Lorijo from Michigan cured her bedroom last year but wanted something new this time around. Here's how she describes her project: Over the head of the bed was a dinky little window that is too high to be of any use. I decided to build a frame and stretch out decorative fabric to cover it. I have tiny hooks in the ceiling and when I need to open the window for breezes, the frame is mounted with hinges, so it can be opened and hung from those hooks with a small chain. Then I simplified all the bedding and curtains.
This turned out beautifully! The white bedding is so fresh; when natural light is scarce, white is a good tool for brightening up a room. The new pendant light as a bedside lamp is a fun addition, too.
Another DIY, and another transformation from Casapinka (of the pantry above). Suddenly this dresser seems to weigh about half as much as it did before! Painting something that's dark wood can really affect its heavy footprint in a room. Once Casapinka adds the knobs, this dresser will be ready to go for spring!
The closet can seem like a daunting place to start as you get going on your "outbox," but it feels so triumphant when you're finished! If you're anything like me, you probably use the closet to shove away things that have no obvious purpose or place in your home. Separating from those things is a key step in your progress with the Cure. Once you've gotten rid of the things you don't need, closets can be used to store items you actually use and love in your everyday life. To finish up week two, I'll let you in on my upcoming weekend closet project (be forewarned)...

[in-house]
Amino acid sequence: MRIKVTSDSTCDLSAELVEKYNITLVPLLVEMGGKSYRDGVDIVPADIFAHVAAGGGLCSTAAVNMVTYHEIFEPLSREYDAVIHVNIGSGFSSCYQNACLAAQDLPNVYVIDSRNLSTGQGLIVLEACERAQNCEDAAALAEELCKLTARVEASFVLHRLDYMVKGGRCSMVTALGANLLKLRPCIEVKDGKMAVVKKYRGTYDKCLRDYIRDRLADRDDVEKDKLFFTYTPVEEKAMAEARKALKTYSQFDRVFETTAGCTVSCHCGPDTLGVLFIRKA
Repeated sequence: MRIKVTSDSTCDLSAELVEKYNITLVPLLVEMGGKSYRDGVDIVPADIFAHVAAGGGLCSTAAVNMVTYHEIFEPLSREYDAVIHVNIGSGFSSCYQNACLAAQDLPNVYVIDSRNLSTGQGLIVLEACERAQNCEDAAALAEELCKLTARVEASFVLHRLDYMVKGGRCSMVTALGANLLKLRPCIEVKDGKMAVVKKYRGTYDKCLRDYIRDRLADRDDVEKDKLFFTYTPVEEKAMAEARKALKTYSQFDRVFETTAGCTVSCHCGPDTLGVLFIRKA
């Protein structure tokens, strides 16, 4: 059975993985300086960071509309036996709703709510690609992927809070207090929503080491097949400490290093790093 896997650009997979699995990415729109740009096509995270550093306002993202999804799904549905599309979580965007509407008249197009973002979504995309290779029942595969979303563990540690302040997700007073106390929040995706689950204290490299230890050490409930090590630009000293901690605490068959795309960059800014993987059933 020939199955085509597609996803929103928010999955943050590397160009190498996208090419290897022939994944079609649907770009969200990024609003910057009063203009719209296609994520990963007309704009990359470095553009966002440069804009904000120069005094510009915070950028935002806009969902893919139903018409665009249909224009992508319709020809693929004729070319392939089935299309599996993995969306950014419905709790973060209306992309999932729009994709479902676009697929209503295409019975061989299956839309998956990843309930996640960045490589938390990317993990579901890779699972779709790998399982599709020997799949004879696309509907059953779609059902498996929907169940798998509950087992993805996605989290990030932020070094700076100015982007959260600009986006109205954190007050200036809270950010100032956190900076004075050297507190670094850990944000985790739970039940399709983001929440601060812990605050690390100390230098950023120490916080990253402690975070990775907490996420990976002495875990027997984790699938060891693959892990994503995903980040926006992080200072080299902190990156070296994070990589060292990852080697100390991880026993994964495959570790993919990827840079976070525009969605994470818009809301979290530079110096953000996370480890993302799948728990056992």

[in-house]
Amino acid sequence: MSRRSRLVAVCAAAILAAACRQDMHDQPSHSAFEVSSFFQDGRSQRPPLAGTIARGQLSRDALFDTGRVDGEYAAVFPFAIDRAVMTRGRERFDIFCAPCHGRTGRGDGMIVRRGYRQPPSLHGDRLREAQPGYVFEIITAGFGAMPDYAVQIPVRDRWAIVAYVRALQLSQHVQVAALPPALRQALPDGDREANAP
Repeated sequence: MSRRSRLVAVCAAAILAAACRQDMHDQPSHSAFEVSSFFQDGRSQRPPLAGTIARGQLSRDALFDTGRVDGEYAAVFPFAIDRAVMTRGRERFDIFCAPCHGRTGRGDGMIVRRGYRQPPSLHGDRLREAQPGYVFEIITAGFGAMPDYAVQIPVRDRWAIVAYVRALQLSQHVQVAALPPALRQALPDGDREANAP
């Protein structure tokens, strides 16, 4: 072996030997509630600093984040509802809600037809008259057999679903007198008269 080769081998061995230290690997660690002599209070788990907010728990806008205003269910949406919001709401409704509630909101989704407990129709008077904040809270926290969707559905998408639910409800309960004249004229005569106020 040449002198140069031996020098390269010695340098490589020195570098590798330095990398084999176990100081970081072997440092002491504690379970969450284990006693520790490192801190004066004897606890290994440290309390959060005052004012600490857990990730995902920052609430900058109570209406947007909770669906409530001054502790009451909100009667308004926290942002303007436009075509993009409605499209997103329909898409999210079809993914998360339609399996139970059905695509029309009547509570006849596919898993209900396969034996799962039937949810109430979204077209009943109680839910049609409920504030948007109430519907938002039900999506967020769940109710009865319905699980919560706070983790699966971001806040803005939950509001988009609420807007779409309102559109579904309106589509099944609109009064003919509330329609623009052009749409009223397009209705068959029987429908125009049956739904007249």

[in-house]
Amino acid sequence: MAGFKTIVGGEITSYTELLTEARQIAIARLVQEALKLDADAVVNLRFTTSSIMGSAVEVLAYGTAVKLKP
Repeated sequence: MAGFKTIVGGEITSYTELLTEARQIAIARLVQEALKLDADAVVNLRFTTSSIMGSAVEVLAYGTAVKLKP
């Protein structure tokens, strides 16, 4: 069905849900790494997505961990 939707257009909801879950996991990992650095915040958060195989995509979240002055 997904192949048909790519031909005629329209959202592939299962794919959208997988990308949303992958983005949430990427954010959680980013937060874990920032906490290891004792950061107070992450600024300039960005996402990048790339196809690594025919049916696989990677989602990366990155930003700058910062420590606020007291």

Aack! What a disaster. Because this closet is in our guest room, it takes a hit every time my husband and I come across something puzzling that we just want out of our sight. An old, stained sofa slipcover (ew); a down comforter from my college dorm room (ew ew); a bag of miscellaneous Container Store schwag I bought a year ago before knowing what I would do with it (let this be a lesson!). Of course, there are also things that do need to go in a closet: sleeping bags, vacuum, banjo, extra sheets. I've just got to separate the wheat from the chaff.
And then there are the things I don't want to part with. Those lab coats hanging there were my dad's, and when he passed away three years ago I got them. At first I kept them all because it made me too sad not to; then I kept them because I thought they'd be useful for the mad scientist party I keep wanting to plan for Halloween (trust me, my dad would appreciate this idea); now when I open the closet it just seems morbid the way they're all lined up there, starched and grim. So I've decided I'm only keeping two (one for me, one for my husband, in case of mad scientist party). I'll send one to my brother and donate the rest. In a way, this closet has been the "outbox" for these lab coats. By hanging them there, in the place where objects in our home go to die, I was preparing myself to separate from them for good.
Good luck with your outboxes this weekend! And good luck getting started on Chapter Three. I can't wait to see what you all come up with next!